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Global downturn dashes retirees’ dreams

Gill Burden, center, and Michael Trump, left, who moved to southern Spain about three years ago, attend one of their weekly Spanish lessons. The falling pound, collapsing house prices and dwindling pension income have virtually trapped the two British retirees.
Gill Burden, center, and Michael Trump, left, who moved to southern Spain about three years ago, attend one of their weekly Spanish lessons. The falling pound, collapsing house prices and dwindling pension income have virtually trapped the two British retirees.Paul Segner /

Sunlight was the main reason Gill Burden left Britain to retire in Spain.

“I always intended to come here because of the weather,” the 68-year-old says in her house in San Miguel de Salinas, a town on the southeastern coast. “I like being able to get up in the morning and the sun is shining, and to go out and not have to wear a coat.”

So about three years ago Burden and her partner of ten years, Michael Trump, 73, packed their belongings, sold their homes in Bristol, England, and moved to Spain’s Costa Blanca in search of a comfortable but affordable retirement.

Burden’s own love of sun is obvious – her skin is tanned dark brown, something she tends to accentuate by wearing clothes the color of ripe lemons. That the two former members of the Royal Navy are house-proud is also clear — their orderly home is full of mementos from their travels, such as a Turkish prayer rug and old snapshots of them with friends. Carefully tended trees and flowers sprout and wind up the walls of their tiled garden.

What is not obvious from Burden’s sunny exterior and Trump’s toothy smile is how the global economic meltdown has conspired with issues related to growing old, pushing the couple to the financial tipping point.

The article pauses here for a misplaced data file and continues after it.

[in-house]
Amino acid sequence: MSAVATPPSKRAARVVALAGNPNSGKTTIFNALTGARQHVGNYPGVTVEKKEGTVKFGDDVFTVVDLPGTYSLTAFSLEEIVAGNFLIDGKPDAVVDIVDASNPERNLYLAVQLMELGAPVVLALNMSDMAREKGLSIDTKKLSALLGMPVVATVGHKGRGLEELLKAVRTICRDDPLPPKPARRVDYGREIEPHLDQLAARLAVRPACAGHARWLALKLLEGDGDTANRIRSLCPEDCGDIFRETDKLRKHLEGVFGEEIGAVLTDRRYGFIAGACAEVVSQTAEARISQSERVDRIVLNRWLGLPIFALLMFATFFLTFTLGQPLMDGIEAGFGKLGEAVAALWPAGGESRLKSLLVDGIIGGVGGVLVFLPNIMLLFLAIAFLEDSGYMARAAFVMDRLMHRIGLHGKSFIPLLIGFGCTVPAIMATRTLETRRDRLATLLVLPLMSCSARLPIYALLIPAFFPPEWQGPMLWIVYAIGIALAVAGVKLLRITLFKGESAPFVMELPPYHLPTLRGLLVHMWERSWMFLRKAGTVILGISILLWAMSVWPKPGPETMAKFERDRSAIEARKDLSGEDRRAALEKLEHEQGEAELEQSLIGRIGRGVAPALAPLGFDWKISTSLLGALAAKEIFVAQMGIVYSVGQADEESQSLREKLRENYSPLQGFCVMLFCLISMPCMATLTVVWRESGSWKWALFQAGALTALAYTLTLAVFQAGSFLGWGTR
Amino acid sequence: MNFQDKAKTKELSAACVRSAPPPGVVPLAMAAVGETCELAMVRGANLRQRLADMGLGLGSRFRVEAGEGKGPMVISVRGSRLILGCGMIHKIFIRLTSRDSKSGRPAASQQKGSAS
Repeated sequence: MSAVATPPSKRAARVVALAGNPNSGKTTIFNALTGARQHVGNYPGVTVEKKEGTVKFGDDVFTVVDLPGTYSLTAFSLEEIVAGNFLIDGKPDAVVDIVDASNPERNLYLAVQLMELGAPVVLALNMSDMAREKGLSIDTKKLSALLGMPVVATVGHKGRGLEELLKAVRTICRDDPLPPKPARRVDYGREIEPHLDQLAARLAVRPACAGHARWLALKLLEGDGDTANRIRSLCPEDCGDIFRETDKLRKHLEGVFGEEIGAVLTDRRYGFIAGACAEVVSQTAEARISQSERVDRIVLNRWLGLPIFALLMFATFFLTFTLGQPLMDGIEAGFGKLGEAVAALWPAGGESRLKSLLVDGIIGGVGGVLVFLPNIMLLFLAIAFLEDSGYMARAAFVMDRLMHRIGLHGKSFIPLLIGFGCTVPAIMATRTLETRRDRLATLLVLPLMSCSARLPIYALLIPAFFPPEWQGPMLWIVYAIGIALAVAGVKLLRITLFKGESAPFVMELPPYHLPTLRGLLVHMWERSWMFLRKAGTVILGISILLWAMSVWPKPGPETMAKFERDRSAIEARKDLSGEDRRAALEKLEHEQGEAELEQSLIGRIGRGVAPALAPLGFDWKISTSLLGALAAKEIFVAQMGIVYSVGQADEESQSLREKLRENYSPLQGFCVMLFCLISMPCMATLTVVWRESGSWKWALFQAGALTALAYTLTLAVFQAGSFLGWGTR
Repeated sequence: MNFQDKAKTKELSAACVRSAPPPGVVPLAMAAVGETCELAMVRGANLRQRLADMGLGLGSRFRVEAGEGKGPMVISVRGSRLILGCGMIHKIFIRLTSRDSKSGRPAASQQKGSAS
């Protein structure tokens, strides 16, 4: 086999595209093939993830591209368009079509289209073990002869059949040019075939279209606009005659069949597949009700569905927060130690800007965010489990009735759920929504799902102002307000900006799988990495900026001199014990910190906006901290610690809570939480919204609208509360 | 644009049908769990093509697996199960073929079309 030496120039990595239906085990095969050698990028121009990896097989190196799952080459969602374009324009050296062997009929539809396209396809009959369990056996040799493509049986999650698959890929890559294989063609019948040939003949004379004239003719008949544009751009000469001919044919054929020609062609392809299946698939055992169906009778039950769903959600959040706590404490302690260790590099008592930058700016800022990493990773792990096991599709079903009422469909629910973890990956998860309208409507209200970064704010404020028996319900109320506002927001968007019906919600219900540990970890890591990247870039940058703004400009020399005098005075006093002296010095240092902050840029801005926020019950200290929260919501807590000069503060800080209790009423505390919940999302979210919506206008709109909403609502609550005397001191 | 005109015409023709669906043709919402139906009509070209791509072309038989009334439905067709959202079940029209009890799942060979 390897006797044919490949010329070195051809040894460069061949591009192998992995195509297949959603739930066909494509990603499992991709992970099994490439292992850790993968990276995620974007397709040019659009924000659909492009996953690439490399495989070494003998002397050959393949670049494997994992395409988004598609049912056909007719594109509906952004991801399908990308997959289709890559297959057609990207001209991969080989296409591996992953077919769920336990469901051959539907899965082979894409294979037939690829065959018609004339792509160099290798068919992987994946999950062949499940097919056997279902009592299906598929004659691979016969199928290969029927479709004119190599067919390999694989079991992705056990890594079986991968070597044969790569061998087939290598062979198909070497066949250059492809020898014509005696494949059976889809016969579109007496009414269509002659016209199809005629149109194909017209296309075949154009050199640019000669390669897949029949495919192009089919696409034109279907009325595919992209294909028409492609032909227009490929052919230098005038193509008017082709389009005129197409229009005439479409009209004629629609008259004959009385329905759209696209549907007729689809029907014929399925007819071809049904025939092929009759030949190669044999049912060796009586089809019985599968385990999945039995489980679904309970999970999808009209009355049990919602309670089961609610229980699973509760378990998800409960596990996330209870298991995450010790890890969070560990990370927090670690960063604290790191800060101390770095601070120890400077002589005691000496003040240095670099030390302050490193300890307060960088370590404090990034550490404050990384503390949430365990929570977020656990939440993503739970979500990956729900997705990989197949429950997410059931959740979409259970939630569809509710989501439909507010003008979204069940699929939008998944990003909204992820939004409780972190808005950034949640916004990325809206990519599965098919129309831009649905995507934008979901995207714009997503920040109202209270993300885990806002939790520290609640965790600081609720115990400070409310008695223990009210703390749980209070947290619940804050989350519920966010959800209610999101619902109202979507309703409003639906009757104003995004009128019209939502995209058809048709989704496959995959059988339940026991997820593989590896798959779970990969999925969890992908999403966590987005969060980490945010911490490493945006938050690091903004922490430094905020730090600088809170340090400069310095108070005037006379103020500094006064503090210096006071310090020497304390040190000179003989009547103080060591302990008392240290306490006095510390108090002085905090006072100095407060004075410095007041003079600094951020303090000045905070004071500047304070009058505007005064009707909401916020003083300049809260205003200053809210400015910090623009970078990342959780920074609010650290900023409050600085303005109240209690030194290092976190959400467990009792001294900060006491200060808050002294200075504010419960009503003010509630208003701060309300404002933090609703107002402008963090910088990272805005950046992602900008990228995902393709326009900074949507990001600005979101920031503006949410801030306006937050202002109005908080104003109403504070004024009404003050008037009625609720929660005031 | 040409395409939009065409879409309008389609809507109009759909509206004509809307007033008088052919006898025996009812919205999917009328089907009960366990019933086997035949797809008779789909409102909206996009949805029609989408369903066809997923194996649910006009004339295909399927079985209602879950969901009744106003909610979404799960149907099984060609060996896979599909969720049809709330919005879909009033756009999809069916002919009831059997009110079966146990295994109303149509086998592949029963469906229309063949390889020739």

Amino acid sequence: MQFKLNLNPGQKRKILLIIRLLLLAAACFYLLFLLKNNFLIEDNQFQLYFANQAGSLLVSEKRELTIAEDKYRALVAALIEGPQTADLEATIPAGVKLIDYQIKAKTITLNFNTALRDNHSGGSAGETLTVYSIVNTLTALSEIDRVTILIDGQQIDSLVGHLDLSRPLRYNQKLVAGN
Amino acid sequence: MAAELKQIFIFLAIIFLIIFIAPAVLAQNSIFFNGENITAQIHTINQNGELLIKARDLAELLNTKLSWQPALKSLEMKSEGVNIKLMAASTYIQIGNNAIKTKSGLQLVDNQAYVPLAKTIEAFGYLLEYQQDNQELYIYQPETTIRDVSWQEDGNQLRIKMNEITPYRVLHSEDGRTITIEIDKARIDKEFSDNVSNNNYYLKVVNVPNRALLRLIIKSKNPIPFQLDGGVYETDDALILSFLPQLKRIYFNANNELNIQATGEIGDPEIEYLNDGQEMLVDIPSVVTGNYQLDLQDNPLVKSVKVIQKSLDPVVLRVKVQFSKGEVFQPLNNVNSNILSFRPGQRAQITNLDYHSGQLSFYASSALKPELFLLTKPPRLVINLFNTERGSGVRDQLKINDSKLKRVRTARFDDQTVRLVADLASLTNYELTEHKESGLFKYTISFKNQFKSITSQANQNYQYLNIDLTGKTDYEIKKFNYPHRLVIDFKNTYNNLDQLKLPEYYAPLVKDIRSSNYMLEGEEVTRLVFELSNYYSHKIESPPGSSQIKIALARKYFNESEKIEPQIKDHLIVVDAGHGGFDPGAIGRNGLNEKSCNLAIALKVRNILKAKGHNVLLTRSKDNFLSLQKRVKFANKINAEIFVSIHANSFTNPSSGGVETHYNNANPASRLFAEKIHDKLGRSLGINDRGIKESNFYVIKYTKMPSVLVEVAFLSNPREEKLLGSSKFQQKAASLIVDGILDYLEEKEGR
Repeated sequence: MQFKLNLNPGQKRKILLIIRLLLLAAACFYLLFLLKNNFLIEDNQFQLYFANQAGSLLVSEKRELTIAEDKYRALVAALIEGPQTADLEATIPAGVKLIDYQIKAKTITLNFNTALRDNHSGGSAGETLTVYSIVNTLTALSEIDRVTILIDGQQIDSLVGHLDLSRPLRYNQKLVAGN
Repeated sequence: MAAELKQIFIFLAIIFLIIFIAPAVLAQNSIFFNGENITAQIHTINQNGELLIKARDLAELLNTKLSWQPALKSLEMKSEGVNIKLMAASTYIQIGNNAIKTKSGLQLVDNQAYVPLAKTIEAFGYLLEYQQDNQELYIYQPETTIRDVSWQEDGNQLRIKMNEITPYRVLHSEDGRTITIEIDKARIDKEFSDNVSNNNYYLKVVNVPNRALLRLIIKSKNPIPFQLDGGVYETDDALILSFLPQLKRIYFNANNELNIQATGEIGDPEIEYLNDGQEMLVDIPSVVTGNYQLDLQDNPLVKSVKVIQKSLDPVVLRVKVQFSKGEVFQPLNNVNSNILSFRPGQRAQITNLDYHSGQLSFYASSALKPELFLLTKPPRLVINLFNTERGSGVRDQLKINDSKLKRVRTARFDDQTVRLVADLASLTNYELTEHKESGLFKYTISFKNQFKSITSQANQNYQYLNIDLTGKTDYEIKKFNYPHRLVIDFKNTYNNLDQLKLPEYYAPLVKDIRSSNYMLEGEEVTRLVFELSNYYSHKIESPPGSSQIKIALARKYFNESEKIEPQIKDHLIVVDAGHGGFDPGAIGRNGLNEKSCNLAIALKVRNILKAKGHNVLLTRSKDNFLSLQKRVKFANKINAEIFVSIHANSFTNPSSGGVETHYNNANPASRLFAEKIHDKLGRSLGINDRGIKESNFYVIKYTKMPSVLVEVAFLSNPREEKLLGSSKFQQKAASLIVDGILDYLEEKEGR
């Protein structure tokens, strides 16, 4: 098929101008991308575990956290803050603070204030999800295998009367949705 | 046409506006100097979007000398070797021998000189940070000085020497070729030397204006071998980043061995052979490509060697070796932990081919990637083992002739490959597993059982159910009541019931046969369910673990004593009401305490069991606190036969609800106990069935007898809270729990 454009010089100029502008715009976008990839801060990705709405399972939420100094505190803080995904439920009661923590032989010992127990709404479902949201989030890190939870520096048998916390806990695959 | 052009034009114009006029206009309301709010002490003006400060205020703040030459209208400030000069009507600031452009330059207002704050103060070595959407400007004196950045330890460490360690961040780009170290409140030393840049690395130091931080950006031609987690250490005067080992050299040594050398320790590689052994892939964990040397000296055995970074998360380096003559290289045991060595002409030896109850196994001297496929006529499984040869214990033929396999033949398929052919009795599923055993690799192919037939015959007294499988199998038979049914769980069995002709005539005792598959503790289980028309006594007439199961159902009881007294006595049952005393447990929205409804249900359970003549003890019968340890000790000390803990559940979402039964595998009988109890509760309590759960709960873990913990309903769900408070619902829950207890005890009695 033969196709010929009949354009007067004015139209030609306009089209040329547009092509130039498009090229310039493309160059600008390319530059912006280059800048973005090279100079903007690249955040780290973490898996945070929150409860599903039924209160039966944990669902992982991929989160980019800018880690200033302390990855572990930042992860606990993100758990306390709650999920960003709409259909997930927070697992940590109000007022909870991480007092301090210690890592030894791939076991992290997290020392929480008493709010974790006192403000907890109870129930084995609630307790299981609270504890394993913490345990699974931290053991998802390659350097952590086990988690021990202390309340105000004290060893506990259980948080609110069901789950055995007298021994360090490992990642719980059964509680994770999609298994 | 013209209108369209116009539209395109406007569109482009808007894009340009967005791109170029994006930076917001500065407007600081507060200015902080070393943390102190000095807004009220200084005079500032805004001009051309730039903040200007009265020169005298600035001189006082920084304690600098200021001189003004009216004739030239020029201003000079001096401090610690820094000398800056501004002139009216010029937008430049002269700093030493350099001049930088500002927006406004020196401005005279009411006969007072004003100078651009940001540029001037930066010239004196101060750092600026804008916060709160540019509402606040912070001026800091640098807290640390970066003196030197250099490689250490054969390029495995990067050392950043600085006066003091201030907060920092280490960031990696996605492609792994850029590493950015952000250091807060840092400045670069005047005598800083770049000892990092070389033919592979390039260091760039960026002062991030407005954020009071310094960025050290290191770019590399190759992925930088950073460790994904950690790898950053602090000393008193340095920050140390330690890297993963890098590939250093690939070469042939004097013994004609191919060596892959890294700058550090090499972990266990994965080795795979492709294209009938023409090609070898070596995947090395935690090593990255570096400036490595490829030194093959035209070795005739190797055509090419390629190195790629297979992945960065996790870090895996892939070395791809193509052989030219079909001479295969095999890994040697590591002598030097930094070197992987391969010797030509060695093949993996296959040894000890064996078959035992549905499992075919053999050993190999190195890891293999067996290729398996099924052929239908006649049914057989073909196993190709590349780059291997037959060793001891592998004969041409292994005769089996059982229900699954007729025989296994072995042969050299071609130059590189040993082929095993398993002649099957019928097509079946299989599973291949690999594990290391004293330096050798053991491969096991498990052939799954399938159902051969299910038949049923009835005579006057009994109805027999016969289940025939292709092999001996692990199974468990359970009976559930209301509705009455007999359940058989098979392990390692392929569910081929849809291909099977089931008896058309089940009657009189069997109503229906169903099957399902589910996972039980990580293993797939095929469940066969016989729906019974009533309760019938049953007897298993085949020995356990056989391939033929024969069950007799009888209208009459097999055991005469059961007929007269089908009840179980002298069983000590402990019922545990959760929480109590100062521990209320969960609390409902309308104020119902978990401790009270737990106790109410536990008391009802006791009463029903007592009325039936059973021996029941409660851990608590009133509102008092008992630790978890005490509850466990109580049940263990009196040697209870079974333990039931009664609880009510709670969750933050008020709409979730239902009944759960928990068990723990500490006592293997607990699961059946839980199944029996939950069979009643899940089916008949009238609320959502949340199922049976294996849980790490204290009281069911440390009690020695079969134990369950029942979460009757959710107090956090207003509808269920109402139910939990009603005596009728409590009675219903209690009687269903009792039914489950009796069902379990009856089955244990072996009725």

“I have now gotten to the position where I don’t make plans,” Burden says. “I never know what’s around the corner — I just live from day to day.”

The plight of retirees like Burden and Trump underscores the global nature of the current economic contagion, with expatriates in the open-bordered European Union squeezed between fluctuating currencies, the collapse of national housing markets and the dissipation of the dreams of millions who thought that financial security during their Golden Years was possible.

Incomes fallen by 30 percent
In the decade or so until 2008, when Britain’s economy roared and the pound and U.K. housing prices soared, thousands of Britons fled their country’s gray skies for the sunnier climes of Europe’s Mediterranean. More than 350,000 now live permanently in Spain, about 135,000 reside in France, and tens of thousands in Greece, Cyprus and elsewhere, according to statistics from the EU and the British government.

But since the boom times came screeching to a halt last year, the pound’s depreciation against the Euro — the currency used in Spain and most of Europe — has sliced about a quarter off the income from U.K.-based pensions, retirement and savings accounts.

“This means people paid in sterling, such as pensioners, have seen their income fall by 30 percent,” says Barry Davis, a financial adviser at Spectrum IFA Group, which caters to English-speakers in Europe.

To add insult to injury, “interest rates have fallen to near zero, which has decimated the income from their savings in their bank accounts,” he adds.

Paul Segner

Spain’s property market has worsened people’s woes. After years of being fed by easy credit and high demand, the real estate bubble burst with a mighty bang in 2007. Prices are expected to slump by 10 percent this year, after falling about 30 percent from their peak, Spanish bank BBVA says.

Meanwhile, rampant building around towns and cities and along Spain’s coasts — the sort of area where Burden and Trump live — have left about 1.2 million unsold new homes, according to the bank.

The worsening economy has left many British expatriates in dire straits and in need of help, says Tony Aldous of the Spanish branch of U.K. charity Age Concern.

“The cost of living in Spain is increasing dramatically and Age Concern has seen a doubling in the number of referrals since June last year,” he says.

Meanwhile, the U.K. government has set up workshops in communities throughout the country to help people navigate the changing times.